I’ve seen Ely Buendia’s public persona morph like a thousand suns. And by that I don’t mean that I’ve kept track of the colossal shifts in his wardrobe, or that I’ve privately mapped a tangled history of all the hairstyles he’s sported throughout his storied career. In short, I don’t mean to refer to his appearance, but, rather, how he appears as a personality: how he receives his fans, how he fields questions about his former band, how he addresses demands to perform his best-known works. All of this—despite still being an active music creator—and trends be damned. He’s told me in the past that he has finally embraced what the Eraserheads have become in popular culture, and would rather not fight how his work with them is viewed by the larger public. Damn, I’ve seen him get stopped in mid-mall-stroll, a baby thrust into his arms for a photograph, a scene you’d typically imagine involving politicians. When he was in the middle of all that ‘90s media frenzy, a soft-spoken twentysomething whose chops were anchored on various fashions—Rico J. Puno’s and John Lennon’s, The Smiths’ and APO Hiking Society’s—he virtually had no say in the shaping of public opinion of his material, and outside forces (mainstream media, his band’s record label, the charts) somehow curated his material for him. They indirectly decided how Ely Buendia the musical artist would be remembered, and he had a phase where he would even openly discredit himself or downplay the magnitude of his “hits.” Things have since changed. “It’s ironic. I’m at a point in my life where I’d rather have the audience know every song than try to convince them that my preferences are better,” he tells this writer. He is, in fact, playing a show dubbed, quite straightforwardly, as Ely Buendia Performs His Greatest Hits, which happens August 3 at the Hard Rock Café in Makati.
That being said, however, there were gaping holes in the proper appreciation of his catalogue, the most criminal of which is the audience’s overlooking of his first solo outing, Wanted: Bedspacer, from 2000. Apart from the self-titled single, a bit of down-tempo electro-pop that reeked of tranquil domesticity (or at least a pining for it), the rest of this otherwise genius release is, as earlier suggested, overlooked: a plain-looking girl shunned in favor of the outwardly more stunning. “Wanted: Bedspacer marked a time in my life when other alternatives in my music and life were becoming more apparent,” Buendia says. “It’s a cliché, but it was me basically trying to get out of the corner I had written myself into.” After the dissolution of his old band, he found himself in lo-fi, stoner-rock outfit The Mongols, whose 2004 debut Buddha’s Pest (not to mention the indie release that predated it by a year, A Fraction of a Second), though largely seen as a mere attempt by the singer-songwriter to shed himself of the trappings of yesteryears, was a natural progression in his music. He insists, “I wasn’t trying to prove anything. Everything was pointing to that sound [from the time of the Eraserheads’] Carbon Stereoxide anyway,” referring of course to the heavier, tonally darker output (read: “Keeper,” “Bulakbol”) from the short-lived quartet that counted current Pupil bandmates Yan Yuzon and Dok Sergio, as well as frequent studio collaborator Jerome Velasco, in its lineup. But, alas, “People weren’t that interested in turning a new leaf,” Buendia says. These same people will, however, ultimately warm up to Pupil, his present band, mainly on the strength of the songwriting and the newfangled instrumentation of his cohorts.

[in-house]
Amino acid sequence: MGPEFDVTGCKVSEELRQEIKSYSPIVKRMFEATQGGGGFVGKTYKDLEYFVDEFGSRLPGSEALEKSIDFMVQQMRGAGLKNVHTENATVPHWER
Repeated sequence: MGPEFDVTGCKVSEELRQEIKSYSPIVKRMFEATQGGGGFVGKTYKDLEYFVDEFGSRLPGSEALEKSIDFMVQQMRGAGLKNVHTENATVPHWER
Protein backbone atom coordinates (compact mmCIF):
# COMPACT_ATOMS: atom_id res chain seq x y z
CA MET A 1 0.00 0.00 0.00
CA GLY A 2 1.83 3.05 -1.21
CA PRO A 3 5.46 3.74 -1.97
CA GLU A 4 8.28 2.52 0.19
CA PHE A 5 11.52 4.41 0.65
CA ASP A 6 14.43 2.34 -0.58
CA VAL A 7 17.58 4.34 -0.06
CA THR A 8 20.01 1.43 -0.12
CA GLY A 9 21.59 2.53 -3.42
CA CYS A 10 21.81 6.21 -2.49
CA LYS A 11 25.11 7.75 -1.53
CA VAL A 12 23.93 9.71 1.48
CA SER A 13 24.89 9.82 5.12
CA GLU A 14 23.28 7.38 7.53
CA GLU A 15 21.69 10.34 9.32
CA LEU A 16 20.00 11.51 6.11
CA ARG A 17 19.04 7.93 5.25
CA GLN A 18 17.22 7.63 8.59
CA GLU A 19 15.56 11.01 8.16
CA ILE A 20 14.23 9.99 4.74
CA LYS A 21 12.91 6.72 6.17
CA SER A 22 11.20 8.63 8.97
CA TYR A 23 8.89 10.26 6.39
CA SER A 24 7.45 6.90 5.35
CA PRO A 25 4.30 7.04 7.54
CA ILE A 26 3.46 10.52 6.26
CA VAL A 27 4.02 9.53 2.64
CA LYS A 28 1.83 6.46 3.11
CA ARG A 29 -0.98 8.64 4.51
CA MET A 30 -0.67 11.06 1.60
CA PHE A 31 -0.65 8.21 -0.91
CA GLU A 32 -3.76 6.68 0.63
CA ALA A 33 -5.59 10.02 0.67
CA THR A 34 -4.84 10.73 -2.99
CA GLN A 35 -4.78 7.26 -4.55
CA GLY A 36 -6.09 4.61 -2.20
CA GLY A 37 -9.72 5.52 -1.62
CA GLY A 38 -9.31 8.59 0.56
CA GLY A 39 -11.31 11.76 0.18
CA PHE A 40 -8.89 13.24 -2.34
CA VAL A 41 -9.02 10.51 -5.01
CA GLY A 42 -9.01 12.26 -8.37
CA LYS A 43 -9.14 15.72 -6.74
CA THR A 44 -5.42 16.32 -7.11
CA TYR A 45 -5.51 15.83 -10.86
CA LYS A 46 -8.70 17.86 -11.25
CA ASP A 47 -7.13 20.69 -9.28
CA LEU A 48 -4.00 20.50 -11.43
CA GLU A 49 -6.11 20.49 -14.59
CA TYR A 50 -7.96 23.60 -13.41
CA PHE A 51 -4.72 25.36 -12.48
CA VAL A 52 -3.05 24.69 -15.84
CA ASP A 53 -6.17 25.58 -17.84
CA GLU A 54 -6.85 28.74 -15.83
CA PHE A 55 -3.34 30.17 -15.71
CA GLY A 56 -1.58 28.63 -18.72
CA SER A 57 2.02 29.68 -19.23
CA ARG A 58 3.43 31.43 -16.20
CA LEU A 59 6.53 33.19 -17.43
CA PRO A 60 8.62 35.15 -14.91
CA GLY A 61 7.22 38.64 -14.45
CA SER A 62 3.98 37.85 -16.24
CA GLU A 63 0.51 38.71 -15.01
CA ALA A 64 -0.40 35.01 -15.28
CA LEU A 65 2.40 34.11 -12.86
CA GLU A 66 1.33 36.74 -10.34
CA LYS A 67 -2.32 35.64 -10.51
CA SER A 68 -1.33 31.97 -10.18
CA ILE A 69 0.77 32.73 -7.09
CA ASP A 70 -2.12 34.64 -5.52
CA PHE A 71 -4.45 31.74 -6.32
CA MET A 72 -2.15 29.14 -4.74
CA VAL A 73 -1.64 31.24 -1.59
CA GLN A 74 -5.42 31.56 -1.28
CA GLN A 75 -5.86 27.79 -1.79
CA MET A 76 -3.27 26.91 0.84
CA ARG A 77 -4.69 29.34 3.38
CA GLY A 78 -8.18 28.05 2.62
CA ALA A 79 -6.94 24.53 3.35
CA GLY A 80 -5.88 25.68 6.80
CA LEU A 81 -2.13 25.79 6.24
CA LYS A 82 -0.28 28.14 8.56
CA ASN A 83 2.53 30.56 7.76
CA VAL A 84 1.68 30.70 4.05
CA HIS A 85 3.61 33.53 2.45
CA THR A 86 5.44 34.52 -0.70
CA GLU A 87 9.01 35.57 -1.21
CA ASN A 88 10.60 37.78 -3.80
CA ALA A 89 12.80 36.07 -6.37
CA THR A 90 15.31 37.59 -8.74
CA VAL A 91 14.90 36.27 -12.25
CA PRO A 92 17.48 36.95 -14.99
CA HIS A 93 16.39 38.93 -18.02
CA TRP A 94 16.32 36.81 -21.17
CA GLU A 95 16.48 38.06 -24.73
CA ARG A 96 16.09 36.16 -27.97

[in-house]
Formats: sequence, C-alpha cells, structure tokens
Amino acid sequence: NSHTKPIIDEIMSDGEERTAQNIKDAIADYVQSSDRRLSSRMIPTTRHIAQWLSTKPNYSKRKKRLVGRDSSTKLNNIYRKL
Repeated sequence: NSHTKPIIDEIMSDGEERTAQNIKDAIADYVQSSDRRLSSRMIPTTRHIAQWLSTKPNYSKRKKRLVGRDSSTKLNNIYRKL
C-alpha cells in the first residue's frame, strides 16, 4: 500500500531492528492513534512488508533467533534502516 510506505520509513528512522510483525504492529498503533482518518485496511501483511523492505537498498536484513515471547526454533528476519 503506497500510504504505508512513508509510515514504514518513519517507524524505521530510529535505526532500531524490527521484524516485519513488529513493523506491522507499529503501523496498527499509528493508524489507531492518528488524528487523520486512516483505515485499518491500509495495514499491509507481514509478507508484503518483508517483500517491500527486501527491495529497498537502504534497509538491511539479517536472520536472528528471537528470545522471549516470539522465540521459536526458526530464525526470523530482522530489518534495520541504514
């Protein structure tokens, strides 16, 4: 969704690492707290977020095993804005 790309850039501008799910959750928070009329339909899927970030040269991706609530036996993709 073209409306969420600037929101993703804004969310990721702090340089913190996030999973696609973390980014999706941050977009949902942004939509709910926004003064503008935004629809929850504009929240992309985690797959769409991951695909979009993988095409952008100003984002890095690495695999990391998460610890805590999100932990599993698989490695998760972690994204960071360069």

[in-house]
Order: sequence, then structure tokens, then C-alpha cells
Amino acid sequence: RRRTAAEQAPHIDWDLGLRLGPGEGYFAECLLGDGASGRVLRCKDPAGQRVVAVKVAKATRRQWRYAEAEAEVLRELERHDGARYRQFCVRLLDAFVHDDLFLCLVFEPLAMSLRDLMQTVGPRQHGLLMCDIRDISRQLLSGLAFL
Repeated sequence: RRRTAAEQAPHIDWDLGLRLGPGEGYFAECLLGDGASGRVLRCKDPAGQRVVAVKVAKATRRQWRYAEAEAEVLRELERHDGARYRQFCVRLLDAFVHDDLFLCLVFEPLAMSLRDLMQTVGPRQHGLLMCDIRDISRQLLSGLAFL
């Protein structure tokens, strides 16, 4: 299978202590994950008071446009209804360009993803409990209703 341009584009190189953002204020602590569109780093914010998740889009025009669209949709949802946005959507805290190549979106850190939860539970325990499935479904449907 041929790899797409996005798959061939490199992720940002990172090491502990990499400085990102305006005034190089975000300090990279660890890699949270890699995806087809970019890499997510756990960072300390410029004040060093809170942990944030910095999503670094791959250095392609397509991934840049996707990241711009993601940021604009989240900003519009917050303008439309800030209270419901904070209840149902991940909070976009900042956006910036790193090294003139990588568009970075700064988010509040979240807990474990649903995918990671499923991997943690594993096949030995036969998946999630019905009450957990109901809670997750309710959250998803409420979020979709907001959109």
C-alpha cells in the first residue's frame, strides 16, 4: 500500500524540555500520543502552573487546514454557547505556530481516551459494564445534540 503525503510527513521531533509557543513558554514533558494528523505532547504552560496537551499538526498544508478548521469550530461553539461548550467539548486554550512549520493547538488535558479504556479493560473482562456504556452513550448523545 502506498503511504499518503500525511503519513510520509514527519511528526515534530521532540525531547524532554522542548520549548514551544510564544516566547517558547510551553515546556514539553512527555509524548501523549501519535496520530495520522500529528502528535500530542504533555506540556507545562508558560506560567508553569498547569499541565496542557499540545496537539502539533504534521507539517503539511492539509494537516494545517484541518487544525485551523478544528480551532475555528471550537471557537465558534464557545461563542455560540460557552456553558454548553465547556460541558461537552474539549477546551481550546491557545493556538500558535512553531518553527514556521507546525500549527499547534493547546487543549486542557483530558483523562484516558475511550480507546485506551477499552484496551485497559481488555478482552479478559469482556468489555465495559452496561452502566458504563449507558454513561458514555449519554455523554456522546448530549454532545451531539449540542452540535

Buendia’s collaborative spirit remains to this day. In 2010, he finished the record that he began with the late Francis Magalona, In Love and War, with a little help from his friends. “Every time I hear a band I like, I always fantasize about being frontman of that band. This album made some of those fantasies come true.” As we speak, he has almost completed studio work for the first release by Oktaves, the group that puts together the members of Hilera with erstwhile Jerks guitarist Nitoy Adriano and himself. “I like to act as casting director in finding a collaborator. I try to find the best person to interpret what I’m trying to put across,” he speaks of his eye for creative partners.
And speaking of partners, Ely’s coming together with a different band for his solo show (which, as earlier mentioned, happens August 3 at the Hard Rock Café in Makati). “I finally get to work with Kakoy Legaspi, as well as get reunited with old college mate Simon Tan on bass. I respect and admire each and every one of these musicians.” Meanwhile, Chino David, who Buendia says is “doing a bang-up job despite the limited resources,” will be acting as the show’s musical director.
Tickets to the show need to be purchased in advance. Instructions here. Proceeds will go to the benefit of the A. Mabini Youth Center. “We’re trying to come up with enough money to build a youth center in Manila where kids can find useful alternatives to how they spend their time,” Ely says.
Photography by Peter Tom Tolibas. All rights reserved. Used with permission.